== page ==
- BC’s Centennial as province of Canada.
- Canada Census - Victoria now 61,760.
- City report on downtown heritage structures.

- City appoints first Heritage Advisory Committee.
- Greater Victoria citizens form Hallmark Society, volunteer group dedicated to preserving heritage.

- City designates first 3 heritage houses & a number of commercial buildings on Wharf St.

- Fairfield Community Association established.

- Mayor Mike Young & City Council place 5 month demo/alteration freeze on 77 endangered heritage houses.
- Census - Victoria’s population is 62,552.


- City begins funding restoration & maintenance of designated heritage houses with property tax rebates.
- City designates 53 houses as heritage.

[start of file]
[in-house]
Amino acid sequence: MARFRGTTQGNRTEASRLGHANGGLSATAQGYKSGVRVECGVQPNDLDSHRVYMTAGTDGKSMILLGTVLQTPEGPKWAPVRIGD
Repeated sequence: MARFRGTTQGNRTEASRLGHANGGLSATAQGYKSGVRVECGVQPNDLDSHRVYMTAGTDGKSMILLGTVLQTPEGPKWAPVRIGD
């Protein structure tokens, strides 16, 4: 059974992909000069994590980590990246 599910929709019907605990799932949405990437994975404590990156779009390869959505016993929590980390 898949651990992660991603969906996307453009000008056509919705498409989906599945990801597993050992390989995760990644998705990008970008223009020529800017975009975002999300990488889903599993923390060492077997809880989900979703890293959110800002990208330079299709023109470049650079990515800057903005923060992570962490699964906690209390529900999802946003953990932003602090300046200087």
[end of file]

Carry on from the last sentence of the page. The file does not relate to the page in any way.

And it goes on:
- Hallmark Society begins 2-year inventory of City’s heritage buildings.


- City Planning Department publishes first edition of This Old House.
- VIA Rail passenger service Victoria to Courtenay.

- Canada Census - Victoria now 63,800.

- City finds heritage residential funding program direct to private owners not legal under Municipal Act.

- City establishes Victoria Heritage Foundation (VHF) to disburse grants to owners of designated heritage houses.
- 10-year BC Parliament Buildings restoration completed.

- Gretchen Brewin Victoria’s first female Mayor, 1985-90.


- City hires first full-time Heritage Planner, Steve Barber.


- Sept - Federal Government Japanese Canadians Redress Agreement.
- City begins in-depth Downtown Heritage Management Plan & Inventory.

- City establishes Victoria Civic Heritage Trust (VCHT) to fund restoration of downtown designated heritage buildings.

- Canada Census - Victoria now 67,380.